Wednesday, February 13, 2013

The Unknowns...

I've been thinking a lot lately about the enigma that is Anderson. Specifically, how even though he talks from the minute he wakes up until the minute he falls asleep, he really struggles with language.  His IEP puts it best..."Anderson has excellent auditory memory for sentences but does not process spoken language as well as expected, given his age...".  Essentially, he can repeat anything, but doesn't necessarily know what he's talking about.  He is making a lot of progress with using "original utterances" (aka non-echolalic phrases), but when he's sad or upset, he almost always reverts to echolalia.  What is interesting is that he always echoes a time in his life when he had the same emotions of whatever is happening in that moment--if he's feeling angry, he echoes a time when he was angry (or when someone was angry with him). If he's sad, he echoes a time when he was sad.  This is intriguing and often a little comical because he tells on himself a lot--he echoes what his teachers say when they are not so happy with him.  A common one in our house when he's angry, is, "ANDERSON! YOU will SIT in the SAD CHAIR!". Ummm...wonder who was in time out that day? :-)  Another common one is, "THAT makes me SO VERY SAD!"--another teacher line.  He even changes the expression on his face to match that of his teachers, which is definitely funny! He has a real knack for impressions.

Sometimes, his randomness isn't so fun, though.  Like the night he had a severe and sudden ear infection. He couldn't just tell us that his ear hurt, or that he didn't feel good--instead, he echoed times when he was stressed out. He wouldn't go to sleep--he just cried and echoed, cried and echoed.  He spiked a temp in the middle of the night and we realized that he was sick, thankfully, but it wasn't until the next morning when we saw drainage in his ear that we realized the real issue.  Obviously he was just fine after some antibiotics, but it was heartbreaking to realize that my baby, who knows so many words and has  perfect articulation, couldn't just tell me what was bothering him.  Of course, my overly reflective brain started really thinking hard about this, and I realized that if he can't tell me when he's in physical pain, he's certainly not going to be able to put into words when he's having emotional pain.  All you mamas out there know--there is nothing worse than not being able to help when your baby is in pain.  Wrapping my head around this was T-O-U-G-H. It also motivated me to get working on getting him more speech services, so that we can start helping him really develop that receptive/expressive language.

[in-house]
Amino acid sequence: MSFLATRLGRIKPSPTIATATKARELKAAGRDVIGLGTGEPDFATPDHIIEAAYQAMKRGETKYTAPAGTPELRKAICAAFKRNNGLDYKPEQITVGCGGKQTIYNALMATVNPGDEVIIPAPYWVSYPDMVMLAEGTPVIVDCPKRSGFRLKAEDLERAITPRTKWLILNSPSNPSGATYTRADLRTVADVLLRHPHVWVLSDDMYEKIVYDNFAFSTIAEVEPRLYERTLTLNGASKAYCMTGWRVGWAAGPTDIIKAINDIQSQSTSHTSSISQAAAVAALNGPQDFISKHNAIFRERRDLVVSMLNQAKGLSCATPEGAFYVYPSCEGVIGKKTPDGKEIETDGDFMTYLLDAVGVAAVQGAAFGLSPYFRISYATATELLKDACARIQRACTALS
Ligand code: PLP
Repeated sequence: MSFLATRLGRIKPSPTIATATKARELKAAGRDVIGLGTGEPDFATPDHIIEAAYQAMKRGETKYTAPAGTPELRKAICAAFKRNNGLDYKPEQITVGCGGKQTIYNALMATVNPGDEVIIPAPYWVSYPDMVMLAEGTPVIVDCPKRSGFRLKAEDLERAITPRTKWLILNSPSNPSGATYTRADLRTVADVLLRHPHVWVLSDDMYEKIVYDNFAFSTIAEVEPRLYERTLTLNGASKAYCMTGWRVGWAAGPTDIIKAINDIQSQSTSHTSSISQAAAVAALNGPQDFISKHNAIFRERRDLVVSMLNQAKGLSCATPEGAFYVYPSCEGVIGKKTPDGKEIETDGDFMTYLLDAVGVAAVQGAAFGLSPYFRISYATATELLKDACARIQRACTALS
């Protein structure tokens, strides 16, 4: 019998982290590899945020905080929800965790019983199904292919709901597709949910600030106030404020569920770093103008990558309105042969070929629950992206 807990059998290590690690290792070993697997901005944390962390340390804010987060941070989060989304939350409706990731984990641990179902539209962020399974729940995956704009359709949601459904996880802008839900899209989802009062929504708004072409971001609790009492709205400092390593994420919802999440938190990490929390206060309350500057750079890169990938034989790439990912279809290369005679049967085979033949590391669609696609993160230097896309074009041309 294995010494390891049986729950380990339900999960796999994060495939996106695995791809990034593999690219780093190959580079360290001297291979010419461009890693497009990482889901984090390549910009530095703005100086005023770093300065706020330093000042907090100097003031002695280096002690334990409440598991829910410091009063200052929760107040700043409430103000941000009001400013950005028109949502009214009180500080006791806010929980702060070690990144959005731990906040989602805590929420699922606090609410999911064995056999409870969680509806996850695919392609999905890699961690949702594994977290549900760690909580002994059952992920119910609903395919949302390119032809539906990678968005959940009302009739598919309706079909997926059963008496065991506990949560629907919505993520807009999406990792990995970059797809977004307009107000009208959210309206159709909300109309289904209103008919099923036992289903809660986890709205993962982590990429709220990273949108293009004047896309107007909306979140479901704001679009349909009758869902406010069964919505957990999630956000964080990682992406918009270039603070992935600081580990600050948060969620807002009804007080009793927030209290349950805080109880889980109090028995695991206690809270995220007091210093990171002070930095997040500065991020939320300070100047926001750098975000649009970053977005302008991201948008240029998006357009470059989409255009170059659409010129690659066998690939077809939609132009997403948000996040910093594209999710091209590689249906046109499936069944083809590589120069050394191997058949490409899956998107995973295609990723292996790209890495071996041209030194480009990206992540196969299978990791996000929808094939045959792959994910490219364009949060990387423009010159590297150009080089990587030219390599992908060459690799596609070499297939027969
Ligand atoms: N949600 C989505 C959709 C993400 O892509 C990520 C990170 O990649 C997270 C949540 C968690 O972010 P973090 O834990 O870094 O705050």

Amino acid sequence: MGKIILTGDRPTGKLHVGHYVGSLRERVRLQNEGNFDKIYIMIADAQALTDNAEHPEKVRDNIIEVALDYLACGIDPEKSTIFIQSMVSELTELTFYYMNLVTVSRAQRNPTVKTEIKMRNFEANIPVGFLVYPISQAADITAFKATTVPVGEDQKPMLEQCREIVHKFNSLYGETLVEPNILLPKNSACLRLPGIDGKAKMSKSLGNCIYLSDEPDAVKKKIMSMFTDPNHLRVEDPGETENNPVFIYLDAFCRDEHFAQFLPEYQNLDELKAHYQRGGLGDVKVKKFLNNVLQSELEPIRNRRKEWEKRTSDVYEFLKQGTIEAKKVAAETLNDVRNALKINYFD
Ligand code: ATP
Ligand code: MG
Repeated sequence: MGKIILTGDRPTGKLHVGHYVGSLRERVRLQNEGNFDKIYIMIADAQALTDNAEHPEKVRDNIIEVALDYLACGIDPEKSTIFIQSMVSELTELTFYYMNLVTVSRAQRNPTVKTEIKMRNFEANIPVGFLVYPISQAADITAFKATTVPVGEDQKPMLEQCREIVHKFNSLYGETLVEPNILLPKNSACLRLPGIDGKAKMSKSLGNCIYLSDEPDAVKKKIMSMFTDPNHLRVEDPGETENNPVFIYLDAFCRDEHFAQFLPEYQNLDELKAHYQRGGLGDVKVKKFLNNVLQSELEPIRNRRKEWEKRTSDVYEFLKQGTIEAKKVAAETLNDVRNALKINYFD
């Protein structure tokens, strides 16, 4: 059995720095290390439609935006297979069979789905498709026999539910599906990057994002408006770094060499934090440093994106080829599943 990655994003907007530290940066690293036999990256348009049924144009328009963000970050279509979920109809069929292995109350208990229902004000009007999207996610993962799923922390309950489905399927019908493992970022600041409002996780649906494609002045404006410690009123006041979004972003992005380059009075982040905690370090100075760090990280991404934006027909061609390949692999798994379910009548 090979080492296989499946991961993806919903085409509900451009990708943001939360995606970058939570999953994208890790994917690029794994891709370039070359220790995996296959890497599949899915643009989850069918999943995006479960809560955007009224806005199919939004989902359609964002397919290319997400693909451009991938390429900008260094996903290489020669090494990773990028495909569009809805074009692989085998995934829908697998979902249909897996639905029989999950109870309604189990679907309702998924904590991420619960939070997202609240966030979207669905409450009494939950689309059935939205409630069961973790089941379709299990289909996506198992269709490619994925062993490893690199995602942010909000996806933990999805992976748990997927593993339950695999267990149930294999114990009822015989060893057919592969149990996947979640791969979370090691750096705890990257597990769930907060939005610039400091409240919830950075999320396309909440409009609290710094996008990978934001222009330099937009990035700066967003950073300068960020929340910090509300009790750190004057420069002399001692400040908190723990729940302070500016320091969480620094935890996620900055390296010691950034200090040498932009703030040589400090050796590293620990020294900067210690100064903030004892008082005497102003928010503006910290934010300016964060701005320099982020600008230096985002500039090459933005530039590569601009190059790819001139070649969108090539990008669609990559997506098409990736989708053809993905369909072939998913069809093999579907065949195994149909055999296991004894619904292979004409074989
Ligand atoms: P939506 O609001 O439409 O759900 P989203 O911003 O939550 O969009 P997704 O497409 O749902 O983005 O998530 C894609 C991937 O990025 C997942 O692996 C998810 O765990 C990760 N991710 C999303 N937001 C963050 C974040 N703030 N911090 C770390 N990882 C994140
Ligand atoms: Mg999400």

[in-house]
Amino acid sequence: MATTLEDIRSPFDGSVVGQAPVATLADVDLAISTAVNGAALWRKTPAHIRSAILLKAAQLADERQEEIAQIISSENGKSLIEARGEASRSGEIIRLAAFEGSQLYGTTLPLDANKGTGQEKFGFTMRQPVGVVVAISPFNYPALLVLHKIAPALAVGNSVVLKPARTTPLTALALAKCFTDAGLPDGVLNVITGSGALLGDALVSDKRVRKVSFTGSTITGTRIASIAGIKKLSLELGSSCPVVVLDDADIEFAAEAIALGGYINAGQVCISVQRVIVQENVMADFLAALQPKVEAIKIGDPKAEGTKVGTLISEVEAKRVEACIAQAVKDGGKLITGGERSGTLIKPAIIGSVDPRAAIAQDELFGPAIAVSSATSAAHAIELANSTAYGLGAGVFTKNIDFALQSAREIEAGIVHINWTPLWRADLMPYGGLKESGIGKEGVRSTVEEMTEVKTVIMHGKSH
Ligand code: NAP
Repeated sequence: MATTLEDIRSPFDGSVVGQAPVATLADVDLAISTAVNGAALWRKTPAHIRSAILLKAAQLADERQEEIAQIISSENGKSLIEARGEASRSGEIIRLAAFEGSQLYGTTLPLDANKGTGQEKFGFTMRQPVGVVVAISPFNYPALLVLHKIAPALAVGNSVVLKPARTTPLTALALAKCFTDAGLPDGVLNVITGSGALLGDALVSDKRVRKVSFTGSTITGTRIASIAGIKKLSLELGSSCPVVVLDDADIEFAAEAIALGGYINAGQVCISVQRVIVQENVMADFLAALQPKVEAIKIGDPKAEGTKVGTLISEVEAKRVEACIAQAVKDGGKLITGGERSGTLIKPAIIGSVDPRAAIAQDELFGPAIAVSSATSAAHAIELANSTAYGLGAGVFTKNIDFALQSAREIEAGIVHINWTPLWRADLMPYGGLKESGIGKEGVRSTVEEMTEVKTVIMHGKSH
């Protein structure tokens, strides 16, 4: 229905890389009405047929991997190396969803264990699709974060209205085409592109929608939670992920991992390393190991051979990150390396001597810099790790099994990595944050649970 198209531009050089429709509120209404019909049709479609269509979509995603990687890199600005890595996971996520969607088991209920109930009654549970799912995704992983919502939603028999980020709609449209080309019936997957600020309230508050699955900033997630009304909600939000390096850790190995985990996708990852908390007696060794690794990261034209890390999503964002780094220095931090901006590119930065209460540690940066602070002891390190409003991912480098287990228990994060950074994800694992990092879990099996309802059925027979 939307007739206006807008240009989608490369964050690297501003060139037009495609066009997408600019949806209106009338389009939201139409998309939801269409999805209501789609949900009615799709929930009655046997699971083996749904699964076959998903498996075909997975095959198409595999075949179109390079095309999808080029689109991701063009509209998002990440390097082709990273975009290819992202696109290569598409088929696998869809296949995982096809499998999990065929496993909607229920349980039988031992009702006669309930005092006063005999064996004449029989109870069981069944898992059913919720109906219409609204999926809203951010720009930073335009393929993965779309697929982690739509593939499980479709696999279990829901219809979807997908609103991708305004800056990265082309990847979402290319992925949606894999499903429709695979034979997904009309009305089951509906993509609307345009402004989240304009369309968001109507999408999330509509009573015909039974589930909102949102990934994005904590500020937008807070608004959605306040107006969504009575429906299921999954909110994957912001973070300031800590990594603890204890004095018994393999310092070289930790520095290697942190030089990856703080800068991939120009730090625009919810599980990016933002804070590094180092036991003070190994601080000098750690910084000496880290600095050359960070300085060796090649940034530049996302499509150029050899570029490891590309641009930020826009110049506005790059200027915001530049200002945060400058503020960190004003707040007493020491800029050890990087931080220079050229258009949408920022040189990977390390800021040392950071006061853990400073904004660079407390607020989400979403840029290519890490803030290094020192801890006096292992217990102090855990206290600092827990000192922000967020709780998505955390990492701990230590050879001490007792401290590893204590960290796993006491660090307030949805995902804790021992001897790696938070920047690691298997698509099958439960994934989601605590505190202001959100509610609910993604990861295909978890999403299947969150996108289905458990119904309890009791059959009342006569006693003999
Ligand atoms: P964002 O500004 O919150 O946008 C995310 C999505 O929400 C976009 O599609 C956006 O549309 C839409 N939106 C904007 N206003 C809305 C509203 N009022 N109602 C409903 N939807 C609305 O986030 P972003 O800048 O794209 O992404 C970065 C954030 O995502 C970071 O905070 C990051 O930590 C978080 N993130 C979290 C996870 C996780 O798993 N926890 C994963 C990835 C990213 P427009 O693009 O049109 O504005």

I am not in denial about the autism at all--definitely not like I was about a year and a half ago, when I didn't even want to say the word--but I think I am kind of clueless about the challenges that we are going to face. That one was certainly a little bit of a shocker, and I know that there are so many more that I'm not even aware of yet! If you know me at all, you know I'm a planner, and that I kind of freak out when I have to deal with a lot of unknowns.  Hope there's enough medication in the world to handle me these next few years...

In other exciting news, we *might* be starting to move out of the elevator obsession!  He's suddenly very interested in printers...he does a GREAT printer impression, and he's spending a lot of time using our computer desk to "print" papers. Guess we will be watching videos of printers soon--wonder if those exist?  In the meantime, though, he's mixing up his man buttons. Today, it looks like this:

Cats. So weird. :-)


  1. That is the worst thing I deal with, is my boys.not being able to tell me what hurts. As mommas, we would do anything, anything to fix it. But how can you when you don't know!? I really feel your pain. :(
    But,.chin up, we are trying. Hugs and kisses and lots of, I love yous go a long way, I have to believe that.

  2. A friend of mine told me about your blog. Thank you so much for sharing. I do a lot better accepting all that comes with my son's high functioning autism. I had to laugh about your son's printer obsession. My son once he starts to print something, will print things for hours. We finally had to set some limits and try to get him to focus on something else, because we were going through so much printer ink.

    1. Hi! Wendy! Nice to meet another Wendy--I don't know many! I dread the day when Anderson can REALLY print things...I suspect we will have the same problem. It's always something... :-)